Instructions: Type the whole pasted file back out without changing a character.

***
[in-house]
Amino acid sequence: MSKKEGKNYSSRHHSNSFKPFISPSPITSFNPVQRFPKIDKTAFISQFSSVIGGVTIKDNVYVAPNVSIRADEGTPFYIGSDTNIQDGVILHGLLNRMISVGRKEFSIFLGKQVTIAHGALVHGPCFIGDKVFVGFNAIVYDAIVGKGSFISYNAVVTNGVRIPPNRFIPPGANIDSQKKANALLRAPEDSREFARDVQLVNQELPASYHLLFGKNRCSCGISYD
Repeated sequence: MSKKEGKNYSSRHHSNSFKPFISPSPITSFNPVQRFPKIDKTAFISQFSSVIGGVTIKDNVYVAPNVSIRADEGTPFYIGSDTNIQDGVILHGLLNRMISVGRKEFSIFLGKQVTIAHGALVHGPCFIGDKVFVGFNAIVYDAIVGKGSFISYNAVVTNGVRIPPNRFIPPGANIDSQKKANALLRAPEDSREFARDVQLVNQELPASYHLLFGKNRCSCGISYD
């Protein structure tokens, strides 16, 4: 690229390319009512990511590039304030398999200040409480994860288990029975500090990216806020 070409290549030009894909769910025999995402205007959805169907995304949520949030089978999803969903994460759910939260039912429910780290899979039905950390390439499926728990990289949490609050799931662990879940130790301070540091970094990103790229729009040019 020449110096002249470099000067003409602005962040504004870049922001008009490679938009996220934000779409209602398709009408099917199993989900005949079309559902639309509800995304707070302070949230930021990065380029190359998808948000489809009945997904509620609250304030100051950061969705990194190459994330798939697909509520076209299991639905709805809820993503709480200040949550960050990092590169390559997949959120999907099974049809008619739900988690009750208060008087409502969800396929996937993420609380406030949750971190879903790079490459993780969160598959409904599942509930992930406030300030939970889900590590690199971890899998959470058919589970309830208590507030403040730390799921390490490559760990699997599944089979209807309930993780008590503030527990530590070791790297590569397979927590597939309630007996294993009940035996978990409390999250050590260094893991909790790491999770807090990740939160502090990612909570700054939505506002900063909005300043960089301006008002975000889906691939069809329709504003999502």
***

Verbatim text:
[in-house]
Amino acid sequence: MSKKEGKNYSSRHHSNSFKPFISPSPITSFNPVQRFPKIDKTAFISQFSSVIGGVTIKDNVYVAPNVSIRADEGTPFYIGSDTNIQDGVILHGLLNRMISVGRKEFSIFLGKQVTIAHGALVHGPCFIGDKVFVGFNAIVYDAIVGKGSFISYNAVVTNGVRIPPNRFIPPGANIDSQKKANALLRAPEDSREFARDVQLVNQELPASYHLLFGKNRCSCGISYD
Repeated sequence: MSKKEGKNYSSRHHSNSFKPFISPSPITSFNPVQRFPKIDKTAFISQFSSVIGGVTIKDNVYVAPNVSIRADEGTPFYIGSDTNIQDGVILHGLLNRMISVGRKEFSIFLGKQVTIAHGALVHGPCFIGDKVFVGFNAIVYDAIVGKGSFISYNAVVTNGVRIPPNRFIPPGANIDSQKKANALLRAPEDSREFARDVQLVNQELPASYHLLFGKNRCSCGISYD
């Protein structure tokens, strides 16, 4: 690229390319009512990511590039304030398999200040409480994860288990029975500090990216806020 070409290549030009894909769910025999995402205007959805169907995304949520949030089978999803969903994460759910939260039912429910780290899979039905950390390439499926728990990289949490609050799931662990879940130790301070540091970094990103790229729009040019 020449110096002249470099000067003409602005962040504004870049922001008009490679938009996220934000779409209602398709009408099917199993989900005949079309559902639309509800995304707070302070949230930021990065380029190359998808948000489809009945997904509620609250304030100051950061969705990194190459994330798939697909509520076209299991639905709805809820993503709480200040949550960050990092590169390559997949959120999907099974049809008619739900988690009750208060008087409502969800396929996937993420609380406030949750971190879903790079490459993780969160598959409904599942509930992930406030300030939970889900590590690199971890899998959470058919589970309830208590507030403040730390799921390490490559760990699997599944089979209807309930993780008590503030527990530590070791790297590569397979927590597939309630007996294993009940035996978990409390999250050590260094893991909790790491999770807090990740939160502090990612909570700054939505506002900063909005300043960089301006008002975000889906691939069809329709504003999502």